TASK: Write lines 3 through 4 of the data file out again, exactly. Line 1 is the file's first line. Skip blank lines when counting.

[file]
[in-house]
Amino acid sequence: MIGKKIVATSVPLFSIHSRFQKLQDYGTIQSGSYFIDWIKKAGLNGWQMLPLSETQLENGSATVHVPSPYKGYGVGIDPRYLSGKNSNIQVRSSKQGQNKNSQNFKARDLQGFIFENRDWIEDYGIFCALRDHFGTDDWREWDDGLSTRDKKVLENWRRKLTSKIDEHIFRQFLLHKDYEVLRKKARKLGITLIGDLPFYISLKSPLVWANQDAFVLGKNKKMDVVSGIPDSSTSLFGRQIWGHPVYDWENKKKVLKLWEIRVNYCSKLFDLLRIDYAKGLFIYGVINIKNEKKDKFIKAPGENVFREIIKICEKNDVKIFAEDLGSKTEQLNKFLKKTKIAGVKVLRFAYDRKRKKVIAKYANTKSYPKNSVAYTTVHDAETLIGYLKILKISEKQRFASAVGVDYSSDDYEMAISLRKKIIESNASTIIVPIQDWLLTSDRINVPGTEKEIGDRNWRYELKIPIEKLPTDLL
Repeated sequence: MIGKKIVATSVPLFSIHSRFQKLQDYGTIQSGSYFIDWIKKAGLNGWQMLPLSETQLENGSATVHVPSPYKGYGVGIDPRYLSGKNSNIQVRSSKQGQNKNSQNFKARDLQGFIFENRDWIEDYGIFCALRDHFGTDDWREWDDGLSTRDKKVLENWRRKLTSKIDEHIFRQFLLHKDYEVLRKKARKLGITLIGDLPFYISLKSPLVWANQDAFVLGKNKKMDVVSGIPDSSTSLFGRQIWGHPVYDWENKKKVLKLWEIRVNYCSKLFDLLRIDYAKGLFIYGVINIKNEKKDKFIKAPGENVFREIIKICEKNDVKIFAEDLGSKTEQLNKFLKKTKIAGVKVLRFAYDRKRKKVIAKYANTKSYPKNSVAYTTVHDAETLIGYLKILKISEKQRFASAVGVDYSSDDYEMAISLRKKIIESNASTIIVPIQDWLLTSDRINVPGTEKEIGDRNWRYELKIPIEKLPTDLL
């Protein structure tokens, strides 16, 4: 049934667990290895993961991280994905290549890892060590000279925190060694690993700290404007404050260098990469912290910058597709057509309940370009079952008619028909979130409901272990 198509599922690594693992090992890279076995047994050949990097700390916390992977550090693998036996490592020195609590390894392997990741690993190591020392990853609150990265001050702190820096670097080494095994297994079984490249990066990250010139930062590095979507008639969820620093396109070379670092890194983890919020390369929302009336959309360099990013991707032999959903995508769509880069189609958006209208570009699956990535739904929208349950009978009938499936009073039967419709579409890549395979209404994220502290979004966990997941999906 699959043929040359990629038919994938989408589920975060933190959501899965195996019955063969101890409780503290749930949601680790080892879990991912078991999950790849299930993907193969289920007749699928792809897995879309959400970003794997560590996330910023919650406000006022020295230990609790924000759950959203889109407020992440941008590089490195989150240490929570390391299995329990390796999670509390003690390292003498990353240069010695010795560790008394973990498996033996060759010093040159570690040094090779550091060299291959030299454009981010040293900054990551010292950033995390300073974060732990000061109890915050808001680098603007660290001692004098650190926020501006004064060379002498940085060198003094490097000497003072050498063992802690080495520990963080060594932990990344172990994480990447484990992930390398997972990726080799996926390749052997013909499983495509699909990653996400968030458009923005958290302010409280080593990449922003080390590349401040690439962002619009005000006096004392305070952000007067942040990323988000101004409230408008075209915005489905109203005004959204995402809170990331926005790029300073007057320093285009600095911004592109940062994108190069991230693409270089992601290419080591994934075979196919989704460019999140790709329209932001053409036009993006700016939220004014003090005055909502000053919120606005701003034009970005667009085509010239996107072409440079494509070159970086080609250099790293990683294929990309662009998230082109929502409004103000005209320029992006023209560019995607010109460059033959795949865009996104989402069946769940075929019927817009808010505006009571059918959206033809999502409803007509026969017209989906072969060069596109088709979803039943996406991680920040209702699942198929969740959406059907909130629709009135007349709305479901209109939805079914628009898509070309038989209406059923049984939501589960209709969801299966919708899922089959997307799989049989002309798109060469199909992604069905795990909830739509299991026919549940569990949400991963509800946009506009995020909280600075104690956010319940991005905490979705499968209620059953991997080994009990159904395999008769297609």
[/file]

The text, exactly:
Repeated sequence: MIGKKIVATSVPLFSIHSRFQKLQDYGTIQSGSYFIDWIKKAGLNGWQMLPLSETQLENGSATVHVPSPYKGYGVGIDPRYLSGKNSNIQVRSSKQGQNKNSQNFKARDLQGFIFENRDWIEDYGIFCALRDHFGTDDWREWDDGLSTRDKKVLENWRRKLTSKIDEHIFRQFLLHKDYEVLRKKARKLGITLIGDLPFYISLKSPLVWANQDAFVLGKNKKMDVVSGIPDSSTSLFGRQIWGHPVYDWENKKKVLKLWEIRVNYCSKLFDLLRIDYAKGLFIYGVINIKNEKKDKFIKAPGENVFREIIKICEKNDVKIFAEDLGSKTEQLNKFLKKTKIAGVKVLRFAYDRKRKKVIAKYANTKSYPKNSVAYTTVHDAETLIGYLKILKISEKQRFASAVGVDYSSDDYEMAISLRKKIIESNASTIIVPIQDWLLTSDRINVPGTEKEIGDRNWRYELKIPIEKLPTDLL
């Protein structure tokens, strides 16, 4: 049934667990290895993961991280994905290549890892060590000279925190060694690993700290404007404050260098990469912290910058597709057509309940370009079952008619028909979130409901272990 198509599922690594693992090992890279076995047994050949990097700390916390992977550090693998036996490592020195609590390894392997990741690993190591020392990853609150990265001050702190820096670097080494095994297994079984490249990066990250010139930062590095979507008639969820620093396109070379670092890194983890919020390369929302009336959309360099990013991707032999959903995508769509880069189609958006209208570009699956990535739904929208349950009978009938499936009073039967419709579409890549395979209404994220502290979004966990997941999906 699959043929040359990629038919994938989408589920975060933190959501899965195996019955063969101890409780503290749930949601680790080892879990991912078991999950790849299930993907193969289920007749699928792809897995879309959400970003794997560590996330910023919650406000006022020295230990609790924000759950959203889109407020992440941008590089490195989150240490929570390391299995329990390796999670509390003690390292003498990353240069010695010795560790008394973990498996033996060759010093040159570690040094090779550091060299291959030299454009981010040293900054990551010292950033995390300073974060732990000061109890915050808001680098603007660290001692004098650190926020501006004064060379002498940085060198003094490097000497003072050498063992802690080495520990963080060594932990990344172990994480990447484990992930390398997972990726080799996926390749052997013909499983495509699909990653996400968030458009923005958290302010409280080593990449922003080390590349401040690439962002619009005000006096004392305070952000007067942040990323988000101004409230408008075209915005489905109203005004959204995402809170990331926005790029300073007057320093285009600095911004592109940062994108190069991230693409270089992601290419080591994934075979196919989704460019999140790709329209932001053409036009993006700016939220004014003090005055909502000053919120606005701003034009970005667009085509010239996107072409440079494509070159970086080609250099790293990683294929990309662009998230082109929502409004103000005209320029992006023209560019995607010109460059033959795949865009996104989402069946769940075929019927817009808010505006009571059918959206033809999502409803007509026969017209989906072969060069596109088709979803039943996406991680920040209702699942198929969740959406059907909130629709009135007349709305479901209109939805079914628009898509070309038989209406059923049984939501589960209709969801299966919708899922089959997307799989049989002309798109060469199909992604069905795990909830739509299991026919549940569990949400991963509800946009506009995020909280600075104690956010319940991005905490979705499968209620059953991997080994009990159904395999008769297609």